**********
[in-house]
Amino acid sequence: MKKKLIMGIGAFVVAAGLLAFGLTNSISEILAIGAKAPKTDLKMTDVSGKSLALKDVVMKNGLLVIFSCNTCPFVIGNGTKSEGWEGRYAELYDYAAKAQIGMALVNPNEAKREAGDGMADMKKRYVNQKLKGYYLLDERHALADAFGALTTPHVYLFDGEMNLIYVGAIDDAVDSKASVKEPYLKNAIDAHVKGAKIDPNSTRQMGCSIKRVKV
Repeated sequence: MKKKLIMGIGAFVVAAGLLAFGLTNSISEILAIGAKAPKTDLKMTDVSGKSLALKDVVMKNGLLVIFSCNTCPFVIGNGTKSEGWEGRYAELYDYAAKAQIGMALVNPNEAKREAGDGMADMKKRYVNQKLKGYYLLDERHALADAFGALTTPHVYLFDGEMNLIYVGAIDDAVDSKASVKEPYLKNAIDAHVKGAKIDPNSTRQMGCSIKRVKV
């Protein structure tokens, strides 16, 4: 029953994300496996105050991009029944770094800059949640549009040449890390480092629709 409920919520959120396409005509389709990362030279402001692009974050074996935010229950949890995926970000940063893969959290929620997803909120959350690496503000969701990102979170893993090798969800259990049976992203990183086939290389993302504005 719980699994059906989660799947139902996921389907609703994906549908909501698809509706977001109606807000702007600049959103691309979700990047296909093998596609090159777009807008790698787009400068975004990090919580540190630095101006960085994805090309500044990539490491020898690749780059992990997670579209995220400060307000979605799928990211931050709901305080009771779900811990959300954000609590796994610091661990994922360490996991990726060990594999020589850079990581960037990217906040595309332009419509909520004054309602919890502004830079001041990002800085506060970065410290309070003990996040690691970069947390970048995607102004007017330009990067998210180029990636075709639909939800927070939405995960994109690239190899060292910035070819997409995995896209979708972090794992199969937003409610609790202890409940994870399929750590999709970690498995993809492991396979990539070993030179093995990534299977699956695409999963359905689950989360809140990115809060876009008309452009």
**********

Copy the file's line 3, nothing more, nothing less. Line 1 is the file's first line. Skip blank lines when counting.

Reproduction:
Repeated sequence: MKKKLIMGIGAFVVAAGLLAFGLTNSISEILAIGAKAPKTDLKMTDVSGKSLALKDVVMKNGLLVIFSCNTCPFVIGNGTKSEGWEGRYAELYDYAAKAQIGMALVNPNEAKREAGDGMADMKKRYVNQKLKGYYLLDERHALADAFGALTTPHVYLFDGEMNLIYVGAIDDAVDSKASVKEPYLKNAIDAHVKGAKIDPNSTRQMGCSIKRVKV